The outlook for gold and Gold Mining stocks as real interest rates stay below zero...
A PROFESSOR of economics for nearly two decades, John Doody became interested in gold through an innate distrust of politicians, says The Gold Report.
In order to serve those that elected them, politicians always try to get nine slices out of an eight slice pizza, debasing the currency via inflationary economic policies. Success with his method of finding undervalued Gold Mining stocks led John Doody to leave teaching and start the Gold Stock Analyst newsletter late in 1994. In the last decade, Doody has seen his top-listed equities skyrocket a combined 1000%, including an eye-popping 130% in 2009.
Subscribers pay a lot for his knowledge and expertise in the Gold Stock Analyst; but in this exclusive interview with The Gold Report, you get a few of his favorites Doody-free.
The Gold Report: We're about 1.5 years into the Obama administration's multi-trillion dollar bailouts and expansion of the Fed balance sheet to $2.3 trillion from about $800 billion. What are your thoughts on that?
John Doody: I think it's a bailout that continues with $1 trillion-a-year deficits as far as the eye can see. There's no end to it; unless we get some significant tax increases and/or spending cuts, there's no hope to ever to pay down the debt. The best hope is to get the economy growing faster than the debt so that, as a percentage of GDP, the debt level shrinks.
TGR: Do you agree with the administration's fiscal policies?
John Doody: Oh, yeah. I really don't know where we'd be if we didn't undertake all these remedies from the Treasury side on the deficit side, as well as the Federal Reserve side. The mess that this economy was in as a result of the Wall Street and housing collapse continues. You go by a strip mall here in South Florida with 10 stores, and at least one or two are empty. Almost 10% of workers are still without jobs. I was surprised to read that about 11% of all prime mortgages – these are the best mortgages – are either in foreclosure or delinquency. People are hurting.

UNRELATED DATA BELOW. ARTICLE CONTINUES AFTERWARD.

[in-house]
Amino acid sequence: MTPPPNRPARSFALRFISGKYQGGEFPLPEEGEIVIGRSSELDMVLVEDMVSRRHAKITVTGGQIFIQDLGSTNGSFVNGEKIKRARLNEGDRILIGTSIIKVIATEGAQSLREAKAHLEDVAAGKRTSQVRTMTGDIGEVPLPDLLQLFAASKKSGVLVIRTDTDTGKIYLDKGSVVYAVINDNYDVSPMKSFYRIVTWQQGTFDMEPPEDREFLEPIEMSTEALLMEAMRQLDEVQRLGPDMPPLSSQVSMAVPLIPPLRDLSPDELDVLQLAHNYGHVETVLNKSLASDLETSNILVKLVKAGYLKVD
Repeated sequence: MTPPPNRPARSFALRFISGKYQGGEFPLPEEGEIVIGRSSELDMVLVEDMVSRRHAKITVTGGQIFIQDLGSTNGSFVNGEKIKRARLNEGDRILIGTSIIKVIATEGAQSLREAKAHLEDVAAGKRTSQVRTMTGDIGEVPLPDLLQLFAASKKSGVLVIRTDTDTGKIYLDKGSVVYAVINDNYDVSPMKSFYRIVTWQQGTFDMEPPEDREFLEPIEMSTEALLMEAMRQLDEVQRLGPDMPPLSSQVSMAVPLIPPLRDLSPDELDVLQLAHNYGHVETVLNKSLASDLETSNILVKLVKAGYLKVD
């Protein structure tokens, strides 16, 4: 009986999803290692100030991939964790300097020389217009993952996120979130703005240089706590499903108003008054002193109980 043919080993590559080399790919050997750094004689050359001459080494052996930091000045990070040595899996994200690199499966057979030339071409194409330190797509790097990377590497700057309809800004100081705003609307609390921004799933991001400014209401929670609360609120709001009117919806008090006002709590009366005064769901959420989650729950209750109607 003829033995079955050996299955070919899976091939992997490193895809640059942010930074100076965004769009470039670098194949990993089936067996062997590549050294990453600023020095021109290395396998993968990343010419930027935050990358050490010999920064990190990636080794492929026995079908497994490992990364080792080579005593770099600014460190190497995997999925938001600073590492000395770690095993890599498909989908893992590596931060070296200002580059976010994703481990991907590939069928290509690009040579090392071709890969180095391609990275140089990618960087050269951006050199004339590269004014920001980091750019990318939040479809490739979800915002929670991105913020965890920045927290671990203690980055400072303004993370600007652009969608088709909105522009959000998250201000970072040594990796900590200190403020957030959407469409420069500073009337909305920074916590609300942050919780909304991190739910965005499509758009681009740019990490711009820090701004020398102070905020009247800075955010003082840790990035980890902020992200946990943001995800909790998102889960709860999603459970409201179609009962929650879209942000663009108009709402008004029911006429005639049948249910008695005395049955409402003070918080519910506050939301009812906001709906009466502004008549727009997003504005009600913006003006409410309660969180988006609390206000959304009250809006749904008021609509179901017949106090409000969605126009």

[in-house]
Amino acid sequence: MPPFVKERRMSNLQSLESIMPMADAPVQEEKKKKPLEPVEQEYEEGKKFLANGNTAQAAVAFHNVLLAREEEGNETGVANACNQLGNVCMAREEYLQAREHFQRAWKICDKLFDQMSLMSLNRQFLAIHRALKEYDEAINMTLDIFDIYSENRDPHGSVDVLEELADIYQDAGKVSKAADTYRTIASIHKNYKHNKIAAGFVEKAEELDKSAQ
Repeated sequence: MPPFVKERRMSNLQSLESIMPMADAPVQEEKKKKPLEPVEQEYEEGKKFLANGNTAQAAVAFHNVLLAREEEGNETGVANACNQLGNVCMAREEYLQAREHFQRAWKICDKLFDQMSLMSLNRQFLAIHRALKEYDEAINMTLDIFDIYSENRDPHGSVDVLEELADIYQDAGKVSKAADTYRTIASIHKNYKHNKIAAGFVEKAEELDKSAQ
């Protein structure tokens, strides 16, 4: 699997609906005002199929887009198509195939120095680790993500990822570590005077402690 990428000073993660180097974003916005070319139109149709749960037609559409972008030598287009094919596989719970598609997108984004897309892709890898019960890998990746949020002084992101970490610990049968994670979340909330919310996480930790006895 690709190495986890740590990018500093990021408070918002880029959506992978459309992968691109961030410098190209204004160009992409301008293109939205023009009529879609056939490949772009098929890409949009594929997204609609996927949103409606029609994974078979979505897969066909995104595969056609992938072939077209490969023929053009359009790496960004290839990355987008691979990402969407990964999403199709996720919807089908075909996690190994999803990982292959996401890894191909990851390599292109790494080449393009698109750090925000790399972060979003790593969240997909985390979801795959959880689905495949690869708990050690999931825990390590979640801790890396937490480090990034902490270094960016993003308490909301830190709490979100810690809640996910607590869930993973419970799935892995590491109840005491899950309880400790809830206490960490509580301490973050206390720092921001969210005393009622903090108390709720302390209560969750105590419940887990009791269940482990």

TGR: How do you see all of this affecting the gold market?
John Doody: Everything that's being done creates inflation. You don't really care if somebody gives you a $1000 government bond as payment for a debt or $1000 cash. They're equivalent. We're creating a tremendous amount of money trying to get the pump primed to get the economy moving, but it's obviously a very difficult task.
TGR: You mentioned inflation and, in your last interview with The Gold Report, you said: "Bernanke and the Fed are pursuing a loose monetary policy with a 0% interest rate. There's actually no way we cannot end up in inflation." We're starting to see signs of it now. How is gold going to act in an inflationary environment and, perhaps, even in a hyperinflationary environment?
John Doody: Gold's going up now; it's going to go up more. One of the uses of gold is to protect your purchasing power from inflation, and it's done a damn good job! It always drives me crazy when these talking heads on TV talk about gold now vs. $850 in 1980. They say, "Oh, look where it's gone!" It's gone nowhere. That was a one-day high. The next day the Gold Price was $738. More important is to look at the Gold Price from when it was set free in 1968. It was fixed at $35 for over 30 years. If you just took that $35 from March '68, and I did in a recent issue of the Gold Stock Analyst, and adjusted it by the Consumer Price Index (CPI), gold would have grown from $35 to about $225. That's your inflation protection; everything above $225 all the way up to the current price and the next $1000 – that's all investment gains. From '68 to the present, gold had had an 8.6% compound annual growth rate that was 4.4% above the inflation rate for the period.
TGR: But you hold Gold Mining equities, and you don't hold bullion. In the last market crash, everything crashed – even the gold equities.